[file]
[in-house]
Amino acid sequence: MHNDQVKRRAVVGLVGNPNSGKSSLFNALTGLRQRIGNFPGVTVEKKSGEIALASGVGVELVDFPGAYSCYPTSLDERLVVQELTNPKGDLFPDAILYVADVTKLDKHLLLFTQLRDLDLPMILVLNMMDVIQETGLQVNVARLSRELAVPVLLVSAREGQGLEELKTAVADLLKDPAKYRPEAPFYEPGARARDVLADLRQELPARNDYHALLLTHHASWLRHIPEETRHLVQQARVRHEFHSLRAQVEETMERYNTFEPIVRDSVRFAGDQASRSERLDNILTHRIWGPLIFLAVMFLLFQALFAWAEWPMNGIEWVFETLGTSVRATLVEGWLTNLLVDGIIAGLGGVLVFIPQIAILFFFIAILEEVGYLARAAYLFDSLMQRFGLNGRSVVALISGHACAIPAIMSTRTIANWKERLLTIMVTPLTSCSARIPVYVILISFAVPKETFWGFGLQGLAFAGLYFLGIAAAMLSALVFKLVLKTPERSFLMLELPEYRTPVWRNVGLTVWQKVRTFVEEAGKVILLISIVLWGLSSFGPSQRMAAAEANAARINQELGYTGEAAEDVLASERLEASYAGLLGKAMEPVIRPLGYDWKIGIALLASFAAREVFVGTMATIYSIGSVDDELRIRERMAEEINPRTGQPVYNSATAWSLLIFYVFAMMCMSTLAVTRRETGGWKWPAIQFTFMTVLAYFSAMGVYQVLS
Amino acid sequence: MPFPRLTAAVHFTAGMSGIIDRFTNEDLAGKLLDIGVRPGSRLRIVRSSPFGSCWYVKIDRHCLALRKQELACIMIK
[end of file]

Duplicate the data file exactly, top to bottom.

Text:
[in-house]
Amino acid sequence: MHNDQVKRRAVVGLVGNPNSGKSSLFNALTGLRQRIGNFPGVTVEKKSGEIALASGVGVELVDFPGAYSCYPTSLDERLVVQELTNPKGDLFPDAILYVADVTKLDKHLLLFTQLRDLDLPMILVLNMMDVIQETGLQVNVARLSRELAVPVLLVSAREGQGLEELKTAVADLLKDPAKYRPEAPFYEPGARARDVLADLRQELPARNDYHALLLTHHASWLRHIPEETRHLVQQARVRHEFHSLRAQVEETMERYNTFEPIVRDSVRFAGDQASRSERLDNILTHRIWGPLIFLAVMFLLFQALFAWAEWPMNGIEWVFETLGTSVRATLVEGWLTNLLVDGIIAGLGGVLVFIPQIAILFFFIAILEEVGYLARAAYLFDSLMQRFGLNGRSVVALISGHACAIPAIMSTRTIANWKERLLTIMVTPLTSCSARIPVYVILISFAVPKETFWGFGLQGLAFAGLYFLGIAAAMLSALVFKLVLKTPERSFLMLELPEYRTPVWRNVGLTVWQKVRTFVEEAGKVILLISIVLWGLSSFGPSQRMAAAEANAARINQELGYTGEAAEDVLASERLEASYAGLLGKAMEPVIRPLGYDWKIGIALLASFAAREVFVGTMATIYSIGSVDDELRIRERMAEEINPRTGQPVYNSATAWSLLIFYVFAMMCMSTLAVTRRETGGWKWPAIQFTFMTVLAYFSAMGVYQVLS
Amino acid sequence: MPFPRLTAAVHFTAGMSGIIDRFTNEDLAGKLLDIGVRPGSRLRIVRSSPFGSCWYVKIDRHCLALRKQELACIMIK